It's amazing what Americans get up to in the corn rows, writes Pamela Wade.
Farmer Pete cheerfully announced that they had "lost a teacher in there this morning".
"The kids all came out okay, but I never saw the teacher again."
Standing there in his plaid shirt and braces, he seemed quite unconcerned that there might be a wild-eyed woman with a clipboard still flailing about in the maze behind him, hemmed in by densely planted 3m sweetcorn canes.
In the corn pool, children were laughing as they waded and swam through a vat of dried corn kernels. Beyond, in the pumpkin patch, mothers with toddlers loaded into wheelbarrows wove through the plants, looking for the biggest, brightest, most shapely pumpkin.
The sun shone warmly. On the horizon Mt Baker made an unreal white triangle against the blue sky, and friendly cats purred around our ankles. It was a hard place to get stressed.
Maize mazes grow up - literally - outside cities all across America in the autumn. It was ironic a teacher went adrift in this one at Swans Trail, near Snohomish, north of Seattle, because it was sown in the shape of the state of Washington specifically as a teaching tool.
Every major feature of this Pacific Northwest state was faithfully recreated in maize for classes of 10-year-olds to find their way through, from plains to mountains to temperate rainforest.
There was more educational enjoyment further up the freeway in Bellingham.
A lively town on the edge of a sheltered bay, it's known for its farmers' market selling "22-mile food" (that's their definition of local), its Upfront improv theatre owned by actor Ryan Stiles, and a wide selection of appealing places to eat and drink. The wild-caught salmon at Dirty Dan's is a revelation to anyone who has only ever eaten the farmed variety.
But the Spark Museum of Electrical Invention is the real hair-raiser. Among its rooms of primitive generators and elegant cabinet radios is a hands-on static electricity device that will make your hair stand on end.
There's as much fun here as information - I particularly enjoyed channelling my inner Beachboy by playing the theremin - and the curators get boyish thrills from operating the MegaZapper, a Tesla coil lightning machine, allowing people to get close to four million volts of electricity.
Across the glossy pewter waters of the Salish Sea, things are much more laid-back on San Juan Island.
The pretty clapboard houses of Friday Harbor line wide streets and the harbour itself, where fishing boats rock gently alongside fancy yachts. It's so peaceful I see a trio of otters galumph along a jetty to their nest in the sea wall.
Up the hill is the Whale Museum, which keeps close tabs on the three pods of orcas that live in the area, inspiringly named J, K and L. I'm pleased to find that Kiwis are especially welcome here, thanks to the sterling work done by marine biologist Ingrid Visser.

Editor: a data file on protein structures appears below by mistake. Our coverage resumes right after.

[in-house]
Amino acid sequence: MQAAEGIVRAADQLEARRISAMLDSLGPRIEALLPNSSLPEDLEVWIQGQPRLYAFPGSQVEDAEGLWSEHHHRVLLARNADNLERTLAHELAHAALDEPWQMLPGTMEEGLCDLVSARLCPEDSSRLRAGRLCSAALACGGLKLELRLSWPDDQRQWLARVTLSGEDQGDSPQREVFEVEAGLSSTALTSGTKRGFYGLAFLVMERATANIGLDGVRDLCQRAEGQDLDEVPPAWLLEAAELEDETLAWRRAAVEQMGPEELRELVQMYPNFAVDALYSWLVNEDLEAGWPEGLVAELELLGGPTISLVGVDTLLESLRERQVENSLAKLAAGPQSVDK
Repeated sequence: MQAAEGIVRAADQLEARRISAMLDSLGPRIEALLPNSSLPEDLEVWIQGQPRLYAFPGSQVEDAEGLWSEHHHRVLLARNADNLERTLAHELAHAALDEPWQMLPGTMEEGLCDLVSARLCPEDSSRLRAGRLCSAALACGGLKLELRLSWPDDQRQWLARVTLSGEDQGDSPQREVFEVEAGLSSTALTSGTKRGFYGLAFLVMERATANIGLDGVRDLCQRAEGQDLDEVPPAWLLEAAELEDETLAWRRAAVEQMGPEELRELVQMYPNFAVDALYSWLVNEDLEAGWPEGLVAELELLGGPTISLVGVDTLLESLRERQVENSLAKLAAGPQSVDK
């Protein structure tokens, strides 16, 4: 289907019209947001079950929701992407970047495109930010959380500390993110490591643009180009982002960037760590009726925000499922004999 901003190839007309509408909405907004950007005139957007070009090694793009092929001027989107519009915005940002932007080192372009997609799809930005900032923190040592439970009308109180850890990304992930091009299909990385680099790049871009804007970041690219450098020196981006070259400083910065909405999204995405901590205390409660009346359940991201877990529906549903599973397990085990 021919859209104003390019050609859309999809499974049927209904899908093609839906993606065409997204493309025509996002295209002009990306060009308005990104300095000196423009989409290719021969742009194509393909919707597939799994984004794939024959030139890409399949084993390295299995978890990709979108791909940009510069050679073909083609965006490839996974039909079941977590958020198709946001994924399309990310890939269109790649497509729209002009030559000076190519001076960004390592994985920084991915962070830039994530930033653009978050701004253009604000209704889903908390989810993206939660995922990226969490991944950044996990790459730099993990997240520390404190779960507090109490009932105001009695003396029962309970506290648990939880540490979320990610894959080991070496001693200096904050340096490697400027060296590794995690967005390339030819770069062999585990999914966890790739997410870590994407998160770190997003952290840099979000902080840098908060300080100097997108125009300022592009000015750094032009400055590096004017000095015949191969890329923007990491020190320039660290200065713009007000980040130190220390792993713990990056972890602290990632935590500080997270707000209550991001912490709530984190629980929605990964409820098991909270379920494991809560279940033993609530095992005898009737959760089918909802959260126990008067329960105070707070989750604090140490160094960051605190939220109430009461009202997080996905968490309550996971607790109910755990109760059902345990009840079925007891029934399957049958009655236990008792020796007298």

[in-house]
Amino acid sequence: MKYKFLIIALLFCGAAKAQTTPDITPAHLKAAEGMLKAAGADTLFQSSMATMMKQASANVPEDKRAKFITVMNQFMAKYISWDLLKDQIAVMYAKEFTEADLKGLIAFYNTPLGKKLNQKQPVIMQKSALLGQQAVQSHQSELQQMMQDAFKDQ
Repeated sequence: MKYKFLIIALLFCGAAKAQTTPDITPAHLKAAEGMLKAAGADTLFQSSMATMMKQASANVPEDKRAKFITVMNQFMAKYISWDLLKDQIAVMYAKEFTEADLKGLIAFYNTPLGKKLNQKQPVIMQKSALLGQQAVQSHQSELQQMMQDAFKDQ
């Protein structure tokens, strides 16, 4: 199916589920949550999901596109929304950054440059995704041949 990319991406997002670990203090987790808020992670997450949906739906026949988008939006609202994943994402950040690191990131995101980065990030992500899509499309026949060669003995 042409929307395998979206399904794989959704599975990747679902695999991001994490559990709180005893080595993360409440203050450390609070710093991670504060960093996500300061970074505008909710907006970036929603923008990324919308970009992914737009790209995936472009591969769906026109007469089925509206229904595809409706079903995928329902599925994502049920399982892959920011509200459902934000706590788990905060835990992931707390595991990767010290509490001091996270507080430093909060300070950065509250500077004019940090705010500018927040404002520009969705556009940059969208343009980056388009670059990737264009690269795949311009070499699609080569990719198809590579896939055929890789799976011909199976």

While I'm nosing around the exhibits, which include whale skeletons (plus a human one for comparison), sound and video recordings, and a handy pair of binoculars on the windowsill, the friendly staff report a sighting on the other side of the island.
I drive there, momentarily diverted by a handsome black fox beside the road. At Lime Kiln Point State Park there's a cute little lighthouse on a rocky point, plenty of noisy sea birds and a harbour seal, but no orcas: presumably they got diverted too, and are off chasing salmon. It's not a wasted trip, though, as nearby is English Camp and the story of the Pig War of 1859.
Blessed with rich soil, abundant timber and teeming seas, the island was coveted by the US and Britain, who managed an uneasy co-operation for many years. It all nearly fell apart, however, when American farmer Lyman Cutlar shot a trespassing British pig: military camps were hurriedly set up at opposite ends of the island, both under strict instructions not to be the first to fire a shot.
The orders held, and the Pig War was eventually resolved with the only casualty the unfortunate porker.
In the meantime, both sets of troops enjoyed an enviable life on the island, especially the Brits, their blockhouse tucked under great oak trees beside a sheltered inlet.
Today's residents feel equally fortunate, although those living at Roche Harbor with its pretty wooden church and peaceful marina steer clear of "too frantic" Friday Harbor.
Driving through the green countryside where wild deer browse under the trees and a lavender farm makes a splash of purple, suddenly my ferry trip back through the dotted islands to the mainland, Mt Baker's white triangle straight ahead like a beacon, seems much less appealing.
IF YOU GO
Getting there: Bellingham is a 90-minute drive north of Seattle.
Accommodation: See fairhavenvillageinn.com.
Further information: See DiscoverAmerica.com for more on visiting Washington.
Pamela Wade travelled around Washington as a guest of Washington State Tourism.